Jiaozhi (Chinese) or Giao Chỉ (Vietnamese) was a historical region corresponding to present-day Northern Vietnam. The kingdom of Nanyue (204 BC–111 BC) set up the Jiaozhi Commandery (), an administrative division centered in the Red River Delta that existed through Vietnam's First Chinese domination, first and Second Chinese domination, second periods of northern domination. During the Han dynasty, the commandery (China), commandery was part of a province of the same name (later renamed to Jiaozhou (region), Jiaozhou) that covered northern and central Vietnam as well as Guangdong and Guangxi in southern China. In 670 AD, Jiaozhi was absorbed into the Annan (Tang protectorate), Annam Protectorate established by the Tang dynasty. Afterwards, official use of the name "Jiaozhi" was superseded by "Annam" and other names of Vietnam, except during the brief Fourth Chinese domination when the Ming dynasty administered Vietnam as the Jiaozhi Province.


According to Michel Ferlus, the Sino-Vietnamese ''Jiao'' in Jiāozhǐ (交趾), together with the ethnonym and autonym of the Lao people (lǎo 獠), and the ethnonym Gelao people, Gēlǎo (仡佬), a Kra languages, Kra population scattered from Guizhou (China) to North Vietnam, would have emerged from the Austroasiatic languages, Austro-Asiatic *k(ə)ra:w 'human being'. The etymon *k(ə)ra:w would have also yielded the ethnonym Keo/ Kæw ''kɛːwA1'', a name given to the Vietnamese by Tai speaking peoples, currently slightly derogatory. In Qabiao language, Pupeo (Kra languages, Kra branch), ''kew'' is used to name the Tay people, Tay (Central Tai languages, Central Tai) of North Vietnam. The name of the territory was also used to refer to the Lac people and Vietnamese language, their ancient language. It seems to be a Baiyue, Yue or Viet endonym of uncertain meaning, although it has had various folk etymology, folk etymologies over the years. A Chinese geographer, Fan Chengda (1126–1193), explained that the Vietnamese have crossed toes, which meaning jiaozhi in Chinese. In his ''Tongdian'', Du You (735–812) wrote that "The Jiaozhi are the southern people: the big toe points to the outside of the foot, so if the man stands up straight, the two big toes point to each other, so people call them the "jiaozhi"." (The Chinese character means "hallux, big toe".) The ''Ciyuan'' disputed this: Various Vietnamese scholars such as Nguyễn Văn Siêu and Đặng Xuân Bảng have since echoed this explanation. Jiaozhi, pronounced ' in the Malay language, Malay, became the ' of the Portugal, Portuguese traders , who so named it to distinguish it from the Cochin, city and the Kingdom of Cochin in India, their first headquarters in the Malabar Coast. It was subsequently called "Cochinchina". However by viewpoint of researcher Trần Như Vĩnh Lạc, 交趾 or 交阯 in the transcribing a pronunciation "Viet" (越), as "/ˈɡw:ət/" in the ancient Names of Vietnam, Annamese. Meanwhile, James Chamberlain claims that ''Jiao'' originated as a cognate of Lao people, Lao. Chamberlain, like Joachim Schlesinger, claim that the Vietnamese language was not originally based in the area of the Red River (Asia), Red River in what is now northern Vietnam. According to them, the Red River Delta region was originally inhabited by Tai languages, Tai-Tai peoples, speakers or other Kra-Dai languages, Kra-Dai speakers such as Li people. They claim that the area become Vietnamese-speaking only between the seventh and ninth centuries AD, or even as late as the tenth century, as a result of immigration from the south, i.e., modern central Vietnam. According to Han dynasty, Han-Tang dynasty, Tang records, east of Jiaozhi and the coast of Guangdong, Kwangdong, Guangxi, Kwangsi was heavily populated by ethnic Li people (whom Chinese contemporaries called ''Lǐ'' 俚 and ''Lǎo'' 獠). Even so, Michael Churchman acknowledged that "The absence of records of large-scale population shifts indicates that there was a fairly stable group of people in Jiaozhi throughout the Han–Tang period who spoke Austroasiatic languages ancestral to modern Vietnamese."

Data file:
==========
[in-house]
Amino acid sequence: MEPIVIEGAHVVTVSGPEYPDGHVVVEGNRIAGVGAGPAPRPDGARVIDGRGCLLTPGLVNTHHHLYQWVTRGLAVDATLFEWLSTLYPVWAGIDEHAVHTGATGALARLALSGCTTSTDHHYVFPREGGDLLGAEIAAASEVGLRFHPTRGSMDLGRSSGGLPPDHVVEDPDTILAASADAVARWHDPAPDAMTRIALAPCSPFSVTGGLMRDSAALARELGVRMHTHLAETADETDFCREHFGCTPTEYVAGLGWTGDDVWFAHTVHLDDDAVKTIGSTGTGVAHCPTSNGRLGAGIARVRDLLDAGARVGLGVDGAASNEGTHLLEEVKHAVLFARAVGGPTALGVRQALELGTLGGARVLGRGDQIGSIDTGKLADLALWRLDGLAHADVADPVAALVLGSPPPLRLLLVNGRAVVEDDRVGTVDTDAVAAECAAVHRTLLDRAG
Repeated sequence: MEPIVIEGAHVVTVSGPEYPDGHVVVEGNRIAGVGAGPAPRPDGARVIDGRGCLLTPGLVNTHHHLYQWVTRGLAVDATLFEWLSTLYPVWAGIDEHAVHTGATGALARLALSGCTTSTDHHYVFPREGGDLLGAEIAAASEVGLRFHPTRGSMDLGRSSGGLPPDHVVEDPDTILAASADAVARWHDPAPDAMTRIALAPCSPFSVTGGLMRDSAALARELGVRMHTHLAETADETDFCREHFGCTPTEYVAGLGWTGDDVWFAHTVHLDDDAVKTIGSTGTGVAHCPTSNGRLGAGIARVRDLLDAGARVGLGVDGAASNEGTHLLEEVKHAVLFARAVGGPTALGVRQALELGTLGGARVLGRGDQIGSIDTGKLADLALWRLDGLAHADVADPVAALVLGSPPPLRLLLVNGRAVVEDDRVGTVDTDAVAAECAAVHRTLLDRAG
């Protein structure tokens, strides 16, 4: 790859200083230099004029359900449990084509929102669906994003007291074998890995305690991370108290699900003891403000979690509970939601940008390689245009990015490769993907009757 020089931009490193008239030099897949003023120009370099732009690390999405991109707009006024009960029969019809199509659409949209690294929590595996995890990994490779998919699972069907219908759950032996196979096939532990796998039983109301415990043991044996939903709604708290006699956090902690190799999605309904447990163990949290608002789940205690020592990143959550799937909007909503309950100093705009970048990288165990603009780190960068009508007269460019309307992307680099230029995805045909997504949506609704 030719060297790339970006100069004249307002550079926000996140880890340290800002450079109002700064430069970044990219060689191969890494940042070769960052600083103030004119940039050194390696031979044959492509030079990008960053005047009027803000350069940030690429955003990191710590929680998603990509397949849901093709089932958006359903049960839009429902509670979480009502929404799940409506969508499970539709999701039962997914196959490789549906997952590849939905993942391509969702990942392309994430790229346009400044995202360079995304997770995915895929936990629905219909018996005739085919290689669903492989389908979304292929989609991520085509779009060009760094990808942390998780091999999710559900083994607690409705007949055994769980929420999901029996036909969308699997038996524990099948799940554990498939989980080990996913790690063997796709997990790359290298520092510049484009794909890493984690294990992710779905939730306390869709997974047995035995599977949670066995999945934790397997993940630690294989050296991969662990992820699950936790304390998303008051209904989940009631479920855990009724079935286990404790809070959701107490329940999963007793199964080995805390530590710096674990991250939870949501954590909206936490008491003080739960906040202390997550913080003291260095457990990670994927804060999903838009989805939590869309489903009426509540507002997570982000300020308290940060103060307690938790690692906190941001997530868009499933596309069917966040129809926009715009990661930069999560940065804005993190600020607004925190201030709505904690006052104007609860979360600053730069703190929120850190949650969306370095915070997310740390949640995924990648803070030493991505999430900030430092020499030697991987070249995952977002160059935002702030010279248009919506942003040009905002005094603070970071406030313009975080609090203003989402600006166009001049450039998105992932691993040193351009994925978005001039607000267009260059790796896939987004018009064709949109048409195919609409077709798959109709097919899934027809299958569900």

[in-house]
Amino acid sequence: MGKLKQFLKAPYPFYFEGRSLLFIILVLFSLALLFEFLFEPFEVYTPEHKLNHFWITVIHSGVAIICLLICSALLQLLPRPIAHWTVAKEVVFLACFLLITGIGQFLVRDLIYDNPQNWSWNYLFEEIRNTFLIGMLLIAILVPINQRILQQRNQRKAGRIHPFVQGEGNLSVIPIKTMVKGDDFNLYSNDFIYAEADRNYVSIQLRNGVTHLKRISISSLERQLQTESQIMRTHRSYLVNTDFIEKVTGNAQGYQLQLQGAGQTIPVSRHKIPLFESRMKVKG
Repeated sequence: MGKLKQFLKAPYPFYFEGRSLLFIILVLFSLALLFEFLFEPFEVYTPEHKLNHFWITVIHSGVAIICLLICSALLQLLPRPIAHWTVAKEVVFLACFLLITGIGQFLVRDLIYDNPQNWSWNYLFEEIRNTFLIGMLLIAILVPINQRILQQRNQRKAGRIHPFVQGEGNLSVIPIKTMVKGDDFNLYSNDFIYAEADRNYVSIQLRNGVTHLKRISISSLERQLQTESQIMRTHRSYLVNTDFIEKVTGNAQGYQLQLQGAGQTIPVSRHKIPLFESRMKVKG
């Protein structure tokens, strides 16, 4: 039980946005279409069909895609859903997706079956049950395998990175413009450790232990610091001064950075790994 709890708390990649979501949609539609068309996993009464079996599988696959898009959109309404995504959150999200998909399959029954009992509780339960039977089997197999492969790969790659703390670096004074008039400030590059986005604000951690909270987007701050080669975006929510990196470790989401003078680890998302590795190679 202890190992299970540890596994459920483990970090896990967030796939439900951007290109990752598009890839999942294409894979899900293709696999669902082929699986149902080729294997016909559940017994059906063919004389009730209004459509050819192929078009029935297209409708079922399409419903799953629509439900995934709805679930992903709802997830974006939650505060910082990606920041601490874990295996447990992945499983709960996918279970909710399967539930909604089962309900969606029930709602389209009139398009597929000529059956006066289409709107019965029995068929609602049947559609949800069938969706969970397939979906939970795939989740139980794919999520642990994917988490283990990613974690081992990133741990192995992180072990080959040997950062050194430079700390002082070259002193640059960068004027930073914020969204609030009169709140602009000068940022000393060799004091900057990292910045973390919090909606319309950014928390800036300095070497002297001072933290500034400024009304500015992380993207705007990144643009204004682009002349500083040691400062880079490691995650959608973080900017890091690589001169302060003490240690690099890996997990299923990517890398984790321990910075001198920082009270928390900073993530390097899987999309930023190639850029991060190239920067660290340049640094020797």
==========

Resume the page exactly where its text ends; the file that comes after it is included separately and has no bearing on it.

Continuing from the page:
Van Lang

The native state of Văn Lang is not well attested, but much later sources name as one of the realm's districts ('). Its territory purportedly comprised present-day Hanoi and the land on the right bank of the Red River (Asia), Red River. According to tradition, the Hung kings directly ruled Mê Linh while other areas were ruled by dependent Lac lords. The Van Lang kingdom fell to the Âu Việt, Âu under prince Thục Phán around 258 BC.

Âu Lạc

Thục Phán established his capital at Co Loa in Hanoi's Dong Anh Hanoi#Districts, district. The citadel was taken around 208 BC by the Qin Empire, Qin general Zhao Tuo.


Zhao Tuo declared his independent kingdom of Nanyue in 204 and organized his Vietnamese territory as the two commandery (China), commanderies of Jiaozhi and Jiuzhen (; present-day Thanh Hóa, Nghệ An Province, Nghệ An, and Hà Tĩnh). Following a native coup that killed the Zhao king and his Han Chinese, Chinese mother, the Han launched Han–Nanyue War, two invasions in 112 and 111 BC that razed the Nanyue capital at Panyu (Guangzhou).

Han dynasty